Manipulation is powerful stuff and should be used with serious restraint; not so much for legal reasons, but because of diminishing regard for nature and reality. Fantasyland is fun, but reality is where we live. We quite regularly mask skies and replace boring clouds with blue skies and dramatic clouds, and even sunsets – all without hesitation. We can move people around a scene and clone them with ease using popular photo editing software. Reality has become anything but reality. Photo contests prohibit photo manipulation in certain categories, though a skillful operator can cover their digital tracks and fool the general public. However, savvy judges can always tell the difference.
Personal recommendation: keep the tricks and photo optics to a minimum. Incorporating someone else’s pre-set formulas and interpretation into your photos usually compromises your personal artistic abilities. Don’t define your style by filtering your image through someone else’s interpretation. Be the artist, not the template. Take your images off the assembly line and deal with them individually.
Photo optimization is an entirely different kind of editing altogether and the one that I use in my professional career. I optimize photos for several City Magazines in South Florida. Preparing images for the printed page isn’t the same as preparing them for inkjet printing. Printing technology uses totally different inks, transfer systems, papers, and production speeds than inkjet printers. Each process requires a different distribution of tones and colors.
Since my early days in photoengraving, I’ve sought to squeeze every pixel for all the clarity and definition it can deliver. The first rule (of my personal discipline) is to perform only global tonal and color adjustments. Rarely should you have to rely on pixel editing to reveal the beauty and dynamic of a scene. Digital photography is all about light. Think of light as your paintbrush and the camera as nothing more than the canvas that your image is painted on. Learn to control light during the capture and your post-production chores will diminish significantly. Dodging, burning and other local editing should be required rarely, if at all.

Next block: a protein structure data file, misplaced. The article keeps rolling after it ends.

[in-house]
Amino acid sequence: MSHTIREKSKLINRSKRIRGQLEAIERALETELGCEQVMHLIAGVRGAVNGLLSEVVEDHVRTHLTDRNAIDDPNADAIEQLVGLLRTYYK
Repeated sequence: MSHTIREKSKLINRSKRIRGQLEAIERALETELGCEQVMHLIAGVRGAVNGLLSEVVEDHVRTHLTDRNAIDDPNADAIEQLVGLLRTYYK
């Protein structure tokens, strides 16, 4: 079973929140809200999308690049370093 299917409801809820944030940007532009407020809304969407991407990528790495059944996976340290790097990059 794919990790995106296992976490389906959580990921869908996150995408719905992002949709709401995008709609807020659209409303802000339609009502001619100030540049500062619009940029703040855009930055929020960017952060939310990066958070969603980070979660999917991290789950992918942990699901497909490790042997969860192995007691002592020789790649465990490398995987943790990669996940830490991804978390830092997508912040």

Even the very best digital camera image sensors cannot discern what is “important” information within each image’s tonal range. The camera’s sensors capture an amazing range of light from the lightest and the darkest areas of an image, but all cameras lack the critical element of artistic judgment concerning the internal contrast of that light range.
If you capture your images in RAW format, all that amazing range packed into each 12-bit image (68,000,000,000 shade values between the darkest pixel and the lightest) can be interpreted, articulated, and distributed to unveil the critical detail hiding between the shadows and the highlights. I’ve edited tens of thousands of images over my career, and very few cannot reveal additional detail with just a little investigation. There are five distinct tonal zones (highlight, quarter-tones, middle-tones, three-quarter-tones, and shadows) in every image, and each can be individually pushed, pulled, and contorted to reveal the detail contained therein. While a printed image is always distilled down to 256 tones per color, this editing process lets you, the artist, decide how the image is interpreted.
The real artistry of editing images is not accomplished by the imagination, but rather by investigation and discernment. No amount of image embellishment can come close to the beauty that is revealed by merely uncovering reality. The reason most photos don’t show the full dynamic of natural light is that the human eye can interpret detail in a scene while the camera can only record the overall dynamic range. Only when we (photographers/editors/image-optimizers) take the time to uncover the power and beauty woven into each image can we come close to producing what our eyes and our brain’s visual cortex experience all day, every day.
Strive to extract the existing detail in your images more than you paint over and repair the initial appearance. There is usually amazing detail hiding there just below the surface. After you capture all the potential range with your camera capture (balancing your camera’s exposure between the navigational beacons of your camera’s histogram), you must then go on an expedition to explore everything that your camera has captured. Your job is to discover the detail, distribute the detail, and display that detail to the rest of us.